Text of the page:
And it all hinges on the Annunciation.  It all hinges on a real conception of a real human being who is God in the womb of the Virgin Mary.  How can these things be?  Mary is wondering, since she is a virgin.  It’s a natural question.  She knows how these things work.  By now her parents have had “The Talk” with her.  In her case, it is not so much a rational objection as it is an honest question.  How is this gonna work?  And the angel answers, not with a technical explanation, but with preaching: The Holy Spirit will come upon you.  The power of the Most High will overshadow you.  And the Child will be in you, God’s Son.  It is a beautiful mystery, a thing not to be understood, but believed.  It is a Trinitarian action: The Spirit coming upon, the Most High (the Father) overshadowing, the Son conceived.  And it all happens by the Word of the Lord.  That is how God always works.  Through His Word, which does what He says.  “Let there be light,” and there was light.  “It is finished,” and so it was from the cross.  “Your sins are forgiven,” and they are forgiven.  “This is my body, this is my blood,” and bread and wine are His body and His blood.  Because He says so.  It happens as God says.  The Spirit comes upon her.  The Father overshadows her.  The Child is conceived.  As He says.  God is a man.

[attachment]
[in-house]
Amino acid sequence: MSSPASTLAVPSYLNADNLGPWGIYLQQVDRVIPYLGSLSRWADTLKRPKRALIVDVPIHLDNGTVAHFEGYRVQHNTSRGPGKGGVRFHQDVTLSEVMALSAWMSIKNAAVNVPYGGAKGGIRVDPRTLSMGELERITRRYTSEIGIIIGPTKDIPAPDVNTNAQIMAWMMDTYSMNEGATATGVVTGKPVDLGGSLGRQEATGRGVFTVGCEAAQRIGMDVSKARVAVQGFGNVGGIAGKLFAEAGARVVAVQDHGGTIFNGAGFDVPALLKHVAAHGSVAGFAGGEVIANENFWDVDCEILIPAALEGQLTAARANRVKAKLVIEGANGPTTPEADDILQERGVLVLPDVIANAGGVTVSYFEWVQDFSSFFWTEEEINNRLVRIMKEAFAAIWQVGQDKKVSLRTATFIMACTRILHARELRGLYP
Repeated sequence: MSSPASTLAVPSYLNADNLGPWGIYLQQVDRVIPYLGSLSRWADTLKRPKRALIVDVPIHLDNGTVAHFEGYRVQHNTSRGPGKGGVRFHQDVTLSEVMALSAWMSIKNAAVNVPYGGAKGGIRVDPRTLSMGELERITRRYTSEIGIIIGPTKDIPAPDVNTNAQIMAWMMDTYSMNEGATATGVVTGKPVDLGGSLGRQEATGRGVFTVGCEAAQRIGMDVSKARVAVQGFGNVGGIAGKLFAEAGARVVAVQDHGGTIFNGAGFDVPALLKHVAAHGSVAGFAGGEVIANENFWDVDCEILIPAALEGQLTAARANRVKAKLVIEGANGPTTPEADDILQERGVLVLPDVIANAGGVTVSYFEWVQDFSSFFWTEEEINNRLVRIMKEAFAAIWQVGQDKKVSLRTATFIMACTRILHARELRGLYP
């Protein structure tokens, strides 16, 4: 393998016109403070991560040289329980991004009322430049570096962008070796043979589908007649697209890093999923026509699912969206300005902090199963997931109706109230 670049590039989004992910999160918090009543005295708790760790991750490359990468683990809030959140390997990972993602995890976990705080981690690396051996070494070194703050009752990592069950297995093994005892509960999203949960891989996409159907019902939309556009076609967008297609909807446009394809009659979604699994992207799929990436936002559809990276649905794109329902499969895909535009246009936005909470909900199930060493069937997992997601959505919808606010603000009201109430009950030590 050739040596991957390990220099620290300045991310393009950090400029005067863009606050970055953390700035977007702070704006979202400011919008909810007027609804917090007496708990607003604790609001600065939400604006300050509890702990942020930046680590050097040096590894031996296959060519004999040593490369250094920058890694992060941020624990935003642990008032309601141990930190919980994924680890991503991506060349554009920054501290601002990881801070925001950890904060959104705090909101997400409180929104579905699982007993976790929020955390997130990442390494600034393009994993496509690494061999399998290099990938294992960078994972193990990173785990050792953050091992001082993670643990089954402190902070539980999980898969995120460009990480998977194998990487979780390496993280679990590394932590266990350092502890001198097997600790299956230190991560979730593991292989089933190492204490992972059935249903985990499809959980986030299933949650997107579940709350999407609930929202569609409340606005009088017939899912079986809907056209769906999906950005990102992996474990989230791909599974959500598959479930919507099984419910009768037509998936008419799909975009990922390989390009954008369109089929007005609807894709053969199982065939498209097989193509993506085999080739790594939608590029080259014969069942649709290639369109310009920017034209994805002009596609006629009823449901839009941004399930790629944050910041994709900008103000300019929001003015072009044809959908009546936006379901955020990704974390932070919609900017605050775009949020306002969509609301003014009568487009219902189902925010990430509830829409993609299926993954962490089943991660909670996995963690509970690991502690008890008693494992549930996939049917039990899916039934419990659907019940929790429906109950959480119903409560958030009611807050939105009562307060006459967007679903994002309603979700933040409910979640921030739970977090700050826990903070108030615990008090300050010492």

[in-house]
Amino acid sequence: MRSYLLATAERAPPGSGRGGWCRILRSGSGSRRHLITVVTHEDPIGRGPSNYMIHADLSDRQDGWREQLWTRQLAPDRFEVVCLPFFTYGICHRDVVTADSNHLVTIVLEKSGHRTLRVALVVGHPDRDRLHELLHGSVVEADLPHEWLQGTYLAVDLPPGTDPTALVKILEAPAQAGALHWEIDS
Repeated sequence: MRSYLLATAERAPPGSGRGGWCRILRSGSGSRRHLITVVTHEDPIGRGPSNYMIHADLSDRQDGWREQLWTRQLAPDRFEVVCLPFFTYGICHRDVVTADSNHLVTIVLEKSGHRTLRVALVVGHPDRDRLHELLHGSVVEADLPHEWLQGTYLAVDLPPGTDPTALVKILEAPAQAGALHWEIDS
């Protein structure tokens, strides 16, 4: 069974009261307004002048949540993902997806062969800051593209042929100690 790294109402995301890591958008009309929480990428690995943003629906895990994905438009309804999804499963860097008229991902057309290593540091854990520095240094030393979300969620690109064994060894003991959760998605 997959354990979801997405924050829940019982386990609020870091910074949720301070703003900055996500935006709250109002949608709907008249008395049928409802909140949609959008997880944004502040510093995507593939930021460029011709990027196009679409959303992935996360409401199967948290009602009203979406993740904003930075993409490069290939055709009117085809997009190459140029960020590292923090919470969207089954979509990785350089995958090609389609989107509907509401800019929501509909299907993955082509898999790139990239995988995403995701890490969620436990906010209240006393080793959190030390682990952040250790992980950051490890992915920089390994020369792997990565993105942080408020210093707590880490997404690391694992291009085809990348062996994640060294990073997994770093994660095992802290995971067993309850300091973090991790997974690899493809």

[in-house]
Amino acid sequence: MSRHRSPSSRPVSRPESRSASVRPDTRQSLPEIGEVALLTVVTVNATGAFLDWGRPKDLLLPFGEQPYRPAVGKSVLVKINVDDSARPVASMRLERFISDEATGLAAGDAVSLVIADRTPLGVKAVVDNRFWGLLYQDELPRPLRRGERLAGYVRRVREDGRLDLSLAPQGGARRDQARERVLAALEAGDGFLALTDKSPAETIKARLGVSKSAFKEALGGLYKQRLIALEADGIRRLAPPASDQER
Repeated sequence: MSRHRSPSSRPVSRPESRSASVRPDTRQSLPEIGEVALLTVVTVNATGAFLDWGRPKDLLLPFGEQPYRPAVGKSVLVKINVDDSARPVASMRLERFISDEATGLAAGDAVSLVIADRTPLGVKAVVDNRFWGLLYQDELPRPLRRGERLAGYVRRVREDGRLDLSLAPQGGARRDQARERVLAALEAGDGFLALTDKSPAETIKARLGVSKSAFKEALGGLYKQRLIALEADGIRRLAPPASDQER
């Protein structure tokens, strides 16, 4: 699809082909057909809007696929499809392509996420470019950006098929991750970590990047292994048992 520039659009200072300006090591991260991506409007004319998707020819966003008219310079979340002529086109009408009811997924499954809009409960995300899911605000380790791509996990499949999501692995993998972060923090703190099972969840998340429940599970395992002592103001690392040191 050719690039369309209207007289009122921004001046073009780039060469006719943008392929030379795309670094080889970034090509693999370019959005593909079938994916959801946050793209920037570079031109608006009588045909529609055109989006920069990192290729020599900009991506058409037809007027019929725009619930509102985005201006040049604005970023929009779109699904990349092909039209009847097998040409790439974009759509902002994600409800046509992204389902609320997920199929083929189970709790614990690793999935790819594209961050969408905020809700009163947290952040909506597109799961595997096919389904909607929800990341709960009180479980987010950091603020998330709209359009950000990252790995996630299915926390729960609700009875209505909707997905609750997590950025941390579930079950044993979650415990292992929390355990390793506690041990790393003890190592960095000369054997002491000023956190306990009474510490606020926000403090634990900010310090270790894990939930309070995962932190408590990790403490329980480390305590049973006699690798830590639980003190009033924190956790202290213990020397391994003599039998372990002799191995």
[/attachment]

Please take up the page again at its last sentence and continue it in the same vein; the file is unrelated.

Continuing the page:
We ask, “How can these things be,” too.  Our question does tend to be a rational objection.  How can a child be born of a virgin?  Ridiculous!  How can God become a man?  Absurd!  How can God die?  Why would He die?  What kind of God would do that?  And how does that save us?  On and on it goes.  Objection after objection to the teachings of the Lord.  We think we know better than God.  Enough!  Silence!  Repent.  God can do what He can do, “For nothing will be impossible with God” (Luke 1:37; ESV).  Why, even old, barren, Elizabeth has miraculously conceived, albeit in her case with the participation of her elderly husband, Zechariah.  God created nature, and God is above nature.  God uses nature for His purposes.  Mary teaches us how we are to receive the mysterious gifts of God.  In simple faith.  In simple trust.  Believing His Word, which is powerful to do what He says.  The Word enters our ear and conceives faith in our heart.  Behold, I am the servant of the Lord; let it be to me according to your word” (v. 38).